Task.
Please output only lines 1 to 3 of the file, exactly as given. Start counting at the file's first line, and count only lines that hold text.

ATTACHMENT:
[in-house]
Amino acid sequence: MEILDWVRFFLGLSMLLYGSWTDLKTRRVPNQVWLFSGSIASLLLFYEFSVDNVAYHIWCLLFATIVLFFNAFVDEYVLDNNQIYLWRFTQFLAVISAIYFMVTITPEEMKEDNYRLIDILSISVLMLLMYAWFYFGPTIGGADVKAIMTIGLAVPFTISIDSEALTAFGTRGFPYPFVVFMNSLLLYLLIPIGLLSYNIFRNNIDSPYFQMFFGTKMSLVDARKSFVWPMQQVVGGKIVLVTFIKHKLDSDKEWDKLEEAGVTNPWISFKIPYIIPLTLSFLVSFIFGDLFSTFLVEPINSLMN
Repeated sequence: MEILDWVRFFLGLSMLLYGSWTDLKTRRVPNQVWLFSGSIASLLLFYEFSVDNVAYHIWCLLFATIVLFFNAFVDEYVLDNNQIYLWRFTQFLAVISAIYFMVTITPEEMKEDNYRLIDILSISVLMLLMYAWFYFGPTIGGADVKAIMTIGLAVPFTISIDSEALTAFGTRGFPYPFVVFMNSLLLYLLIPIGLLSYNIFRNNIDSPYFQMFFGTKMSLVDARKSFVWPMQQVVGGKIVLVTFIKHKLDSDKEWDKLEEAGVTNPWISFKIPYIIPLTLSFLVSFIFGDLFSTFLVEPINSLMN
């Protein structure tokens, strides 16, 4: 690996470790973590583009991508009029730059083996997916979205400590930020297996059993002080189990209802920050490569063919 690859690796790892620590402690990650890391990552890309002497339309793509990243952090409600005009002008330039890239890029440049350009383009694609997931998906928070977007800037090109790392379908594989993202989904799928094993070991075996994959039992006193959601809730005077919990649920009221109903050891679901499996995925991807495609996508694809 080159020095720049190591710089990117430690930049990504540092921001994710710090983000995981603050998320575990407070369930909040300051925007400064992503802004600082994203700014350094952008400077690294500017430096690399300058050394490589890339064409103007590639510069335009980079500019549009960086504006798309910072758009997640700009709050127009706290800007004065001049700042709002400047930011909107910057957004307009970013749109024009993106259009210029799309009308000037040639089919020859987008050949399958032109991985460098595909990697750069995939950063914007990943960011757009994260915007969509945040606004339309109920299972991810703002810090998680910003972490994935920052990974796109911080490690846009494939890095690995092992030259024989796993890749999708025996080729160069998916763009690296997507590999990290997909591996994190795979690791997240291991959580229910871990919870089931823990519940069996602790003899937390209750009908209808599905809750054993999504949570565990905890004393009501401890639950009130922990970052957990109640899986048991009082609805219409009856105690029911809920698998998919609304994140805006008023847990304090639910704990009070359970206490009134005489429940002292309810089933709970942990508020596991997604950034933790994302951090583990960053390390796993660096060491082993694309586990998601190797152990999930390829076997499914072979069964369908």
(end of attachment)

[in-house]
Amino acid sequence: MEILDWVRFFLGLSMLLYGSWTDLKTRRVPNQVWLFSGSIASLLLFYEFSVDNVAYHIWCLLFATIVLFFNAFVDEYVLDNNQIYLWRFTQFLAVISAIYFMVTITPEEMKEDNYRLIDILSISVLMLLMYAWFYFGPTIGGADVKAIMTIGLAVPFTISIDSEALTAFGTRGFPYPFVVFMNSLLLYLLIPIGLLSYNIFRNNIDSPYFQMFFGTKMSLVDARKSFVWPMQQVVGGKIVLVTFIKHKLDSDKEWDKLEEAGVTNPWISFKIPYIIPLTLSFLVSFIFGDLFSTFLVEPINSLMN
Repeated sequence: MEILDWVRFFLGLSMLLYGSWTDLKTRRVPNQVWLFSGSIASLLLFYEFSVDNVAYHIWCLLFATIVLFFNAFVDEYVLDNNQIYLWRFTQFLAVISAIYFMVTITPEEMKEDNYRLIDILSISVLMLLMYAWFYFGPTIGGADVKAIMTIGLAVPFTISIDSEALTAFGTRGFPYPFVVFMNSLLLYLLIPIGLLSYNIFRNNIDSPYFQMFFGTKMSLVDARKSFVWPMQQVVGGKIVLVTFIKHKLDSDKEWDKLEEAGVTNPWISFKIPYIIPLTLSFLVSFIFGDLFSTFLVEPINSLMN